- ACP President-elect outlines access problems for legislators
- College calls for an end to mandatory hospitalist policies
- ACP expresses concern about final rule on emergency medical care
- College urges Medicare to pay physicians' costs of administering drugs
- College asks for oversight on Rx data sales, deceptive practices of some DME suppliers
At a recent meeting in Washington, ACP President-elect Charles K. Francis, FACP, said that a problem hurting the health care of minorities—a lack of access to primary care—is showing signs of affecting all Americans.
At the 2003 Congressional Black Caucus (CBC) Annual Legislative Conference on Sept. 25 and 26, Dr. Francis described how the falling number of primary care physicians is hurting American health care. He explained that these trends are being exacerbated by several factors, including the reduced number of medical students matching to primary care careers. In addition, the number of Americans without access is starting to climb again after dropping slightly over the last several years.
To highlight potential solutions, Dr. Francis detailed ACP's seven-year plan, which aims to make health insurance available to all Americans by the end of the decade by expanding choices, competition and financial incentives for small employers, insurers and individuals. More on ACP's seven-year plan is online.
Dr. Francis also described the College's position paper on eliminating racial disparities in health care that, in part, calls for a diverse health care workforce to address the needs of minorities. ACP's paper on racial disparities is online.
ACP has asked a national insurance group to oppose the practice of some health plans to require inpatient care to be overseen by a hospitalist.
In an Oct. 3 letter to the National Association of Insurance Commissioners, the College said that such a requirement can hurt quality and continuity of care, as a patient's longtime provider is most familiar with a patient's medical history and needs.
ACP said that patients must have the right to select the physician they believe is best suited to oversee their care. The College also said that all physicians charged with the responsibility of overseeing and managing inpatient care should be paid on an equal basis, regardless of whether patients elect to use their own physician or a hospitalist.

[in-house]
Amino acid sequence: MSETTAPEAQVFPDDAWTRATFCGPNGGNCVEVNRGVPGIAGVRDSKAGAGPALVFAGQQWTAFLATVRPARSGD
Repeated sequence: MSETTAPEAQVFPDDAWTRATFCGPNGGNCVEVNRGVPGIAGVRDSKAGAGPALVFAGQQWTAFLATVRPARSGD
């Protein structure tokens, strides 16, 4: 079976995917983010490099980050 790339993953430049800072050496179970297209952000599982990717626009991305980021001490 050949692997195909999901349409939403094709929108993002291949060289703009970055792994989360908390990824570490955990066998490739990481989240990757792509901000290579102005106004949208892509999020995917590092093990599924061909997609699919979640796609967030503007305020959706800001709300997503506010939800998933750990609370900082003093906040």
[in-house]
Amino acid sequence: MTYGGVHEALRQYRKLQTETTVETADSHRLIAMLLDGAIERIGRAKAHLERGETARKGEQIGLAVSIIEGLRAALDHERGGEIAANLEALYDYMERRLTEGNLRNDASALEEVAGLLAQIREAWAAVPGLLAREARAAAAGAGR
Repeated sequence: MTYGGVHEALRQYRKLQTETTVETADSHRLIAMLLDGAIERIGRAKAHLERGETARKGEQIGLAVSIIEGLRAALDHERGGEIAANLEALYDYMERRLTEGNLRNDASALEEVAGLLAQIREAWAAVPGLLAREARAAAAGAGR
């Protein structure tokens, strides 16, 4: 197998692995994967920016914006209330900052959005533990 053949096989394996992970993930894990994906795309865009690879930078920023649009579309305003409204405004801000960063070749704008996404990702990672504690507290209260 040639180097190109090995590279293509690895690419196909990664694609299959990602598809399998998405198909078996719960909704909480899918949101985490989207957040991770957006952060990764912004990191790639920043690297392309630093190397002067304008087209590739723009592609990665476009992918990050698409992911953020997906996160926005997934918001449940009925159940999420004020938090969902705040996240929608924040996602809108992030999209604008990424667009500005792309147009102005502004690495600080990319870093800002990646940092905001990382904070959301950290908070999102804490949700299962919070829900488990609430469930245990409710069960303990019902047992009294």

The letter is online.
While recent revisions to the Emergency Medical Treatment and Labor Act (EMTALA) clear up some confusion about the rules regulating emergency care, the College is concerned that relaxed requirements for on-call specialists may reduce the number of physicians available to see patients.
In an Oct. 1 letter to the Centers for Medicare and Medicaid Services (CMS), ACP said that the final EMTALA rule, which was published on Sept. 9, addresses the roles and responsibilities of hospitals and on-call physicians involved in treating emergency cases.
The letter, however, expressed concern that the final rule's relaxation of requirements for specialist physicians may threaten timely access to emergency care by depleting the ranks of specialists available to treat emergency patients. That situation, the letter said, could be most serious in rural areas that already suffer from a shortage of specialists, forcing internists to handle emergencies for which they have not been trained.
The letter is online.
ACP is calling on the government to make sure that physician reimbursement for Medicare drugs doesn't suffer under a new proposal to recalculate how the federal program pays for drugs administered by physicians.
In a Sept. 30 letter to the Centers for Medicare and Medicaid Services, the College urged the government to address several proposals to revamp Medicare drug reimbursements. Medicare currently pays some physicians more than their purchase costs for drugs. The College pointed out that physicians use this difference to pay for the costs of storing, preparing and administering those drugs.
The College urged Medicare to make sure that revised drug payments cover physicians' costs of purchasing drugs. It also said that any reduction in payments for the drugs themselves must be accompanied by increases in what Medicare pays physicians to administer these drugs. ACP also said that increases in payments for administering drugs should not trigger cuts in other Medicare services.
The letter is online.
In an Oct. 6 letter to the Office of Inspector General (OIG), ACP outlined problems with the sale of physician prescribing information and with deceptive practices in the area of durable medical equipment.
The College expressed concern about drug makers who financially entice pharmacists to sell information about physicians' prescribing habits. Drug makers can use this information to tailor how they market their drugs to physicians.
The College urged the OIG to investigate and identify abuses related to the sale of physician-specific prescribing information, and to promulgate regulations that will protect the confidentiality of this information.
The College also voiced concern about the deceptive marketing practices employed by some suppliers of Medicare durable medical equipment (DME).
To limit abuses by DME suppliers, ACP urged the OIG to require DME suppliers to include explicit Medicare guidelines for coverage and to monitor advertising to make sure it meets those requirements.
The College's letter is online.
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